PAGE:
Retirement beckons for doddery League Cup

September 24, 2008

Crewe score against Liverpool’s second XI

The League Cup came through a difficult birth and a forgettable youth to enjoy a long, proud middle age but the time has come for this doddery old relative to be shuffled off into retirement.

When it was launched in the early 1960s the new, midweek competition was pretty much ignored by the big clubs, as evidenced by Rotherham and Rochdale reaching the first two finals.

In 1966/67 the format was changed, the final switching from a two-legged affair to a one-off Wembley showcase, and with the subsequent additional carrot of a place in Europe for the winners, it eventually became a serious tournament.

Throughout the 1970s, 80s and early 90s a League Cup winners’ medal was something worth having and the idea of Liverpool, who won it four times in a row from 1981 while still managing to compete and win in Europe, fielding a weakened team in the competition would have been preposterous.

However, the arrival of the Premier and Champions Leagues and the associated money, meant it quickly lost its appeal for most of the top-flight clubs.

Current Liverpool manager Rafa Benitez changed all 11 players from the team who drew with Stoke in the league last weekend for Tuesday’s home game against Crewe, while Manchester United and Arsenal were not far behind.

Even the likes of Sunderland, Fulham and Stoke (for whom the League Cup provided their only major silverware in 1972) felt able to put out weak teams despite the fact that it is the only trophy they now have a realistic chance of winning.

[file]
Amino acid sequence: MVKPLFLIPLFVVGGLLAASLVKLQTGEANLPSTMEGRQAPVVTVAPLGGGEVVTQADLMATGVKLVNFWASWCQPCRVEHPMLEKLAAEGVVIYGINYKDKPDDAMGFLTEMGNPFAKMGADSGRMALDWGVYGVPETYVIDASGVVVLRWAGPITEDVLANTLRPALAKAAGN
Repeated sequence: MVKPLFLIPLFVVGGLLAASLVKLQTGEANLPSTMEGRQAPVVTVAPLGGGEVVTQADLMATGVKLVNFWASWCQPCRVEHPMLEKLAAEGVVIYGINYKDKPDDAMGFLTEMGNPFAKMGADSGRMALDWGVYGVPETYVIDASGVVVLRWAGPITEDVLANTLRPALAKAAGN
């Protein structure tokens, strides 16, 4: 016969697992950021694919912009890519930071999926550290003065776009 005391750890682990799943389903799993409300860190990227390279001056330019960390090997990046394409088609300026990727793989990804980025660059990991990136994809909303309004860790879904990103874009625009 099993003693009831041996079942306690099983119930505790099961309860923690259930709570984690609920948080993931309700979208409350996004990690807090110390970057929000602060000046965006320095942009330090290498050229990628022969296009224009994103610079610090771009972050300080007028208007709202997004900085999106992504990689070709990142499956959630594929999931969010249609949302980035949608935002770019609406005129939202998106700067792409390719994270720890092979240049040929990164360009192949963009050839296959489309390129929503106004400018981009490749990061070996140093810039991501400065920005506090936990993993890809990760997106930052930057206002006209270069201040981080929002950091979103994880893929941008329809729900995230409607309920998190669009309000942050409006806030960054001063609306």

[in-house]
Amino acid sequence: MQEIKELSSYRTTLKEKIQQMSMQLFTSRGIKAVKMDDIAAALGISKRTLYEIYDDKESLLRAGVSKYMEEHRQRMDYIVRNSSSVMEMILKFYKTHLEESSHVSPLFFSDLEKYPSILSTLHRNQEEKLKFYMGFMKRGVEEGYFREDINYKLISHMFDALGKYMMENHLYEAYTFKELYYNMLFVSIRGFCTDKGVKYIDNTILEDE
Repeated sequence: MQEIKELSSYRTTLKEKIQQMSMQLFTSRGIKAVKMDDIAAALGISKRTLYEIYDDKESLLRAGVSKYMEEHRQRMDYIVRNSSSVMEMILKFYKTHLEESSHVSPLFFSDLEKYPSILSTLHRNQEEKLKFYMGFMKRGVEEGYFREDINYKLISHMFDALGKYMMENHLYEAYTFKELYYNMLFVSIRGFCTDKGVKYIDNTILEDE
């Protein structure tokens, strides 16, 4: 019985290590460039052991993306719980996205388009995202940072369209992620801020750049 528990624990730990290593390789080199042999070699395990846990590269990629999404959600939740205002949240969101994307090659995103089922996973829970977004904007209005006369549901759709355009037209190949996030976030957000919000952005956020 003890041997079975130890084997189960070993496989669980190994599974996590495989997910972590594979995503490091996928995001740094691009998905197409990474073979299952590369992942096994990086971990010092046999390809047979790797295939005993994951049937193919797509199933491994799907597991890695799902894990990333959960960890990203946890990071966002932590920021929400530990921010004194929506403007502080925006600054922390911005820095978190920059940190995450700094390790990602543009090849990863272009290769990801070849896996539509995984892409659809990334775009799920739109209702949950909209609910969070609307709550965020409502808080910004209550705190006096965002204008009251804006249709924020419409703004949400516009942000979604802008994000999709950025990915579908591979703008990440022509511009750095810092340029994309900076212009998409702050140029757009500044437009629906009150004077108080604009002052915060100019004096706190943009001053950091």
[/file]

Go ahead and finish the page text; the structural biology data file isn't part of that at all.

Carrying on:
It’s all very nice for Arsenal to field a side with an average age of 19, especially when they hammer Sheffield United 6-0 with a performance the envy of most clubs’ first teams, but it still undermines the credibility of the competition and makes the award of a UEFA Cup place for its winners laughable.

With the FA Cup showing signs of a similar decline, surely the time has come to cut off a limb to save the body and give up on England’s “third competition”.

I don’t hear too many people demanding a return of the European Cup Winners’ Cup.

PHOTO: Crewe Alexander’s Michael O’Connor scores against Liverpool during their League Cup match at Anfield, September 23, 2008. REUTERS/Nigel Roddis

5 comments

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Sanity at last! Only took 40years. Most could see it after 1. I dont even look at the LC results and it certainly devalues the FA cup.
Good Riddance and all who sail in her

steve

Posted by steve melbourne | Report as abusive

Well, the nearly 60,000 in the Emirates yesterday will disagree with you – they saw a thrilling match and a wonderful glimpse at the future of Arsenal.

Some of the most memorable Arsenal performances in recent years were thanks to the Arsenal kids in the League Cup – the classic 6-3 destruction of Liverpool at Anfield and some classic encounter with Spurs (including, unfortunately, a humiliting 5-1 defeat at White Hart Lane – which, btw, is one of Tottenham’s few proud moments in their long-suffering recent history).